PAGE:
Humanist Alternative to A.A.’s Twelve Steps
A human centered
approach to conquering alcoholism
By R.B. Skinner
Several people have
told me that they turned to Alcoholics Anonymous for help but have been offended
by its heavily religious character. In view of this, I have proposed a
humanistic alternative to A.A.’s "The Twelve Steps." I sent this
version to Alcoholics Anonymous, suggesting that they offer it as an alternative
for nonreligious members. I was not suggesting that they abandon their own
twelve steps. I was told, however, that it would be impossible to change their
practices without a majority vote of all Alcoholics Anonymous and was assured
that many atheists and agnostics have found the original twelve steps helpful.
Humanist counselors may, nevertheless, find an alternative version useful. Below
are listed both "The Twelve Steps" of Alcoholics Anonymous and my
THE TWELVE STEPS
- We admitted we were powerless over
alcohol… that our lives had become unmanageable.
- Came to believe that a Power greater
than ourselves could restore us to sanity.
- Made a decision to turn our will and
our lives over to the care of God as we understood Him.
- Made a searching and fearless moral
inventory of ourselves.
- Admitted to God, to ourselves, and
to another human being the exact nature of our wrongs.
- Were entirely ready to have God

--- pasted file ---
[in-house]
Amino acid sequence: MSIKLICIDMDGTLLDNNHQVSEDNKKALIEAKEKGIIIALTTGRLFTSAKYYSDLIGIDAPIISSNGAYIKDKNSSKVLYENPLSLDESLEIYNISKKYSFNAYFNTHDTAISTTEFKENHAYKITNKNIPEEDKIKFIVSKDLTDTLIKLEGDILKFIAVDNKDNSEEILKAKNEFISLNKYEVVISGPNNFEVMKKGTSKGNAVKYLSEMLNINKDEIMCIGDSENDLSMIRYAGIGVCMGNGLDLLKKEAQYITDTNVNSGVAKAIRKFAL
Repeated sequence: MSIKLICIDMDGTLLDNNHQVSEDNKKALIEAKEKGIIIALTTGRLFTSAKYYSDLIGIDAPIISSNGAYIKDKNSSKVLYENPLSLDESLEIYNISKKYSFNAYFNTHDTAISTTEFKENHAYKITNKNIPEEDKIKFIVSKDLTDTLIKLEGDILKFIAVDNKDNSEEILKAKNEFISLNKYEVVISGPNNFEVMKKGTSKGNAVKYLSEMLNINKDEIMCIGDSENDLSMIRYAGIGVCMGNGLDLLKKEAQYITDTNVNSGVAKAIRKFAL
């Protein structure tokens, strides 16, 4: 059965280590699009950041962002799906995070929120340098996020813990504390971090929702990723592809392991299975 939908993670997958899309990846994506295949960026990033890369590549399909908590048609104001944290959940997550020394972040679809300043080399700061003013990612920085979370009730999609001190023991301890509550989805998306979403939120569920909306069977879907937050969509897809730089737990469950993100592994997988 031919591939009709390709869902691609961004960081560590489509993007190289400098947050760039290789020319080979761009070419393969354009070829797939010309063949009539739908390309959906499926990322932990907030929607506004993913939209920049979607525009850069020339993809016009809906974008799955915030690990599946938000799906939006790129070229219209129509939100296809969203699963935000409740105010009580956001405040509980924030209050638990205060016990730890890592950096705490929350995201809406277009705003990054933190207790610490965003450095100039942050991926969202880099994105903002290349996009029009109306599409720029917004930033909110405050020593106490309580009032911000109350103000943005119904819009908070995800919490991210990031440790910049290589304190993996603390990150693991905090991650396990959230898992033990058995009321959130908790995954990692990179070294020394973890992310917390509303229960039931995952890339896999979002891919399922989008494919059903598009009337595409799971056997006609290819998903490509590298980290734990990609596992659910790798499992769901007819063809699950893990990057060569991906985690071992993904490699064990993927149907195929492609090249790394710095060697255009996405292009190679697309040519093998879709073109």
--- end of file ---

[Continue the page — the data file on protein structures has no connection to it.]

remove all these defects of character.
- Humbly asked Him to remove our
- Made a list of all persons we had
harmed, and became willing to make amends to them all.
- Made direct amends to such people
wherever possible, except when to do so would injure then or others.
- Continued to take personal inventory
and when we were wrong promptly admitted it.
- Sought through prayer and meditation
to improve our conscious contact with God as we under-stood Him,
praying only for knowledge of His will for us and the power to carry that
- Having had a spiritual awakening as
the result of these steps, we tried to carry this message to alcoholics and
to practice these principles in all our affairs.
THE HUMANIST ALTERNATIVE
- We accept the fact that all our
efforts to stop drinking have failed.
- We believe that we must turn
elsewhere for help.
- We turn to our fellow men and women,
particularly those who have struggled with the same problem.
- We have made a list of the
situations in which we are most likely to drink.
- We ask our friends to help us avoid
- We are ready to accept the help they
- We earnestly hope that they will
- We have made a list of the persons
we have harmed and to whom we hope to make amends.
- We shall do all we can to make
amends, in any way that will not cause further harm.
- We will continue to make such lists
and revise them as needed.
- We appreciate what our friends have
done and are doing to help us.
- We, in turn, are ready to help
others who may come to us in the same way.
B.F. Skinner, 1972
Humanist of the Year, continues his research and writing at Harvard University
Humanist©, July/August, 1987
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